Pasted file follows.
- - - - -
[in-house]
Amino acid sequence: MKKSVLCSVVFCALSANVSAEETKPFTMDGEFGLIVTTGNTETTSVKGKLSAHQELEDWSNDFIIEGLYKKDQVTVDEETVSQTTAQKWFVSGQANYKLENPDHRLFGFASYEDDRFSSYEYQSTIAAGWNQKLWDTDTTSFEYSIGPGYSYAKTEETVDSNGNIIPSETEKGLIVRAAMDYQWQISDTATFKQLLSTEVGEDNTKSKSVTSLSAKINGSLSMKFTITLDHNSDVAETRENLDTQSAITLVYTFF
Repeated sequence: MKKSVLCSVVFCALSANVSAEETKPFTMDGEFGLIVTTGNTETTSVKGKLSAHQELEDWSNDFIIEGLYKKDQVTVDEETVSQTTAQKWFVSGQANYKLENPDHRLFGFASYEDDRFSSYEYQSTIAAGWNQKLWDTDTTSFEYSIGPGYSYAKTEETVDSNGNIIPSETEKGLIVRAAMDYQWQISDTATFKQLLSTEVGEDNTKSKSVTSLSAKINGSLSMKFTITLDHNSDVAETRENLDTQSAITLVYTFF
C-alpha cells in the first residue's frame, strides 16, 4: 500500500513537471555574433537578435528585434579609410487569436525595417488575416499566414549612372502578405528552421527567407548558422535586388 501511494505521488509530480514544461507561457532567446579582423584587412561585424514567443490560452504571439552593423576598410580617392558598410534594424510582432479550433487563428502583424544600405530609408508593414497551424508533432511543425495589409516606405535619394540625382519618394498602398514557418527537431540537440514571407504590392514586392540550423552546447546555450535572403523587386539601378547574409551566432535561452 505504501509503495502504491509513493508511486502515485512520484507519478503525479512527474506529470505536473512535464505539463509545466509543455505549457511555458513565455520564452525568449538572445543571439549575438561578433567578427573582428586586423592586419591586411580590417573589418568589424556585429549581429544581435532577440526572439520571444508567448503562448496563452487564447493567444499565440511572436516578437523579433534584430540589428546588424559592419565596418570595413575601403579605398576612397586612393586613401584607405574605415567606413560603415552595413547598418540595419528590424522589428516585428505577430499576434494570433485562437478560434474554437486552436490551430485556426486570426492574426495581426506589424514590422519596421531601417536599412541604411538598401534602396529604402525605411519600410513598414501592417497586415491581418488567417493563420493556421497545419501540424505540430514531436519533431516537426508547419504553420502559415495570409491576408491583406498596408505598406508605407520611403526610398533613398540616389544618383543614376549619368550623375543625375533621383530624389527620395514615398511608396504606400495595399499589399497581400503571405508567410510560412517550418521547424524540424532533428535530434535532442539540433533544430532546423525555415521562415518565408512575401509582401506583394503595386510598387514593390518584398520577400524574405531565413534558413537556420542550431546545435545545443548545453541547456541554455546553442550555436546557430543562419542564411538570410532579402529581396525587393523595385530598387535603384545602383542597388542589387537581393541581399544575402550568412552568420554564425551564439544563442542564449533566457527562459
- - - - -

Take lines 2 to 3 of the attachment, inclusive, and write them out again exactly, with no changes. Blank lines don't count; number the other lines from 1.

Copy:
Amino acid sequence: MKKSVLCSVVFCALSANVSAEETKPFTMDGEFGLIVTTGNTETTSVKGKLSAHQELEDWSNDFIIEGLYKKDQVTVDEETVSQTTAQKWFVSGQANYKLENPDHRLFGFASYEDDRFSSYEYQSTIAAGWNQKLWDTDTTSFEYSIGPGYSYAKTEETVDSNGNIIPSETEKGLIVRAAMDYQWQISDTATFKQLLSTEVGEDNTKSKSVTSLSAKINGSLSMKFTITLDHNSDVAETRENLDTQSAITLVYTFF
Repeated sequence: MKKSVLCSVVFCALSANVSAEETKPFTMDGEFGLIVTTGNTETTSVKGKLSAHQELEDWSNDFIIEGLYKKDQVTVDEETVSQTTAQKWFVSGQANYKLENPDHRLFGFASYEDDRFSSYEYQSTIAAGWNQKLWDTDTTSFEYSIGPGYSYAKTEETVDSNGNIIPSETEKGLIVRAAMDYQWQISDTATFKQLLSTEVGEDNTKSKSVTSLSAKINGSLSMKFTITLDHNSDVAETRENLDTQSAITLVYTFF